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J Clin Endocrinol Metab. 1997 May;82(5):1332-7.

Body composition and endocrine function in women with acquired immunodeficiency syndrome wasting.

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Neuroendocrine Department, Massachusetts General Hospital and Harvard Medical School, Boston 02114, USA.

Erratum in

  • J Clin Endocrinol Metab 1997 Oct;82(10):3360.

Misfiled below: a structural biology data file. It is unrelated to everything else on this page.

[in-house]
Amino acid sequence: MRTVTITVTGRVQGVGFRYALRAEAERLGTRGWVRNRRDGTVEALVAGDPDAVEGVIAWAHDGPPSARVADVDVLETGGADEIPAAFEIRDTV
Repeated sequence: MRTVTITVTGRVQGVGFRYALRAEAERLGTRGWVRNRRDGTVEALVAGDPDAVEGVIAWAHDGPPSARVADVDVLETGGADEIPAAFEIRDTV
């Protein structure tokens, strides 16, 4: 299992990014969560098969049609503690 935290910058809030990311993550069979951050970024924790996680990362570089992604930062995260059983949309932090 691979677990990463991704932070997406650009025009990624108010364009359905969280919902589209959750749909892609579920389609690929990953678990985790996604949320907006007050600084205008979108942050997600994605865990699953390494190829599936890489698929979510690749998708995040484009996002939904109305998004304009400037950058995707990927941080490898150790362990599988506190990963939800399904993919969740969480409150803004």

The acquired immunodeficiency syndrome (AIDS) wasting syndrome is a devastating complication of human immunodeficiency virus (HIV) infection characterized by progressive weight loss and severe inanition. In men, the wasting syndrome is characterized by a disproportionate decrease in lean body mass and relative fat sparing. In contrast, relatively little is known about the gender-specific changes in body composition that characterize AIDS wasting in women. Three groups of women were studied to determine body composition and hormonal changes with respect to stage of wasting [nonwasting (NW; weight >90% ideal body weight; weight loss <10% of preillness maximum; n = 12), early wasting (EW; weight >90% ideal body weight; weight loss >10% of preillness maximum; n = 10), and late wasting (LW; weight <90%; n = 9)] and compared with a control group of 12, healthy, age-matched women. Weight loss averaged 6 +/- 6% (NW), 15 +/- 6% (EW), and 20 +/- 8% (LW) in the three groups. Lean, fat, and muscle masses were determined by dual energy x-ray absorptiometry and urinary creatinine excretion. Subjects were 36 +/- 5 yr of age (mean +/- SD) with a CD4 cell count of 379 +/- 239 cells/mm3. The body mass index was 24.4 +/- 2.6 kg/m2 (NW), 22.2 +/- 1.2 kg/m2 (EW), 18.2 +/- 2.0 kg/m2 (LW), and 24.3 +/- 2.6 kg/m2 (controls; P < 0.01, NW vs. EW; P < 0.0001, NW vs. LW). Lean body mass indexed for height was 15.7 +/- 2.4 kg/m2 (NW), 14.8 +/- 2.0 kg/m2 (EW), and 13.7 +/- 1.2 kg/m2 (LW) and was decreased significantly only in the LW group (P < 0.05 vs. NW). Muscle mass was 96% (NW), 94% (EW), and 78% (LW) of that predicted for height (P < 0.05, NW vs. LW). In contrast, fat mass indexed for height was decreased significantly among patients in both the EW and LW groups [8.7 +/- 1.9 kg/m2 (NW), 6.5 +/- 1.9 kg/m2 (EW), and 3.7 +/- 1.4 kg/m2 (LW); P < 0.05, NW vs. EW; P < 0.001, NW vs. LW). Expressed as a percentage of the value in nonwasting HIV-positive controls (NW), the relative loss of fat was greater than the loss of lean mass with progressive degrees of wasting [EW, 25% vs. 6% (fat vs. lean); LW, 58% vs. 13%]. The prevalence of amenorrhea was 20% among study subjects [17% (NW), 10% (EW), and 38% (LW)]. The percent predicted muscle mass was significantly lower in subjects with amenorrhea (74 +/- 8%) compared to that in eumenorrheic HIV-positive subjects (94 +/- 4%; P < 0.05). Estradiol levels were lower among subjects with amenorrhea (17.6 +/- 21.8 pg/mL) compared to eumenorrheic HIV-positive (48.9 +/- 33.6 pg/mL) and control (68.3 +/- 47.6 pg/mL) subjects and did not correlate with body composition. Mean free testosterone, but not total testosterone, levels were decreased in subjects with EW and LW compared to those in age-matched healthy controls, but not compared with those in NW [0.9 +/- 0.6 ng/dL (NW), 0.7 +/- 0.4 ng/dL (EW), 0.6 +/- 0.3 ng/dL (LW), and 2.0 +/- 2.4 ng/dL (controls); P < 0.05, EW vs. controls and LW vs. controls] and correlated with muscle mass (r = 0.37; P < 0.05). The percentages of women with free testosterone levels below the age-adjusted normal range were 33% (NW), 50% (EW), and 66% (LW). Dehydroepiandrosterone sulfate levels were also low in the subjects with LW compared to those in the control group [98 +/- 85 microg/dL (NW), 102 +/- 53 microg/dL (EW), 55 +/- 46 microg/dL (LW), and 132 +/- 68 microg/dL (controls); P < 0.05 LW vs. controls] and were correlated highly with free testosterone levels (r = 0.73; P < 0.00001) and also with muscle mass (r = 0.48; P < 0.01). These data demonstrate that women lose significant lean body and muscle mass in the late stages of wasting. However, in contrast to men, women exhibit a progressive and disproportionate decrease in body fat relative to lean body mass at all stages of wasting, consistent with gender-specific effects in body composition in AIDS wasting. (ABSTRACT TRUNCATED).

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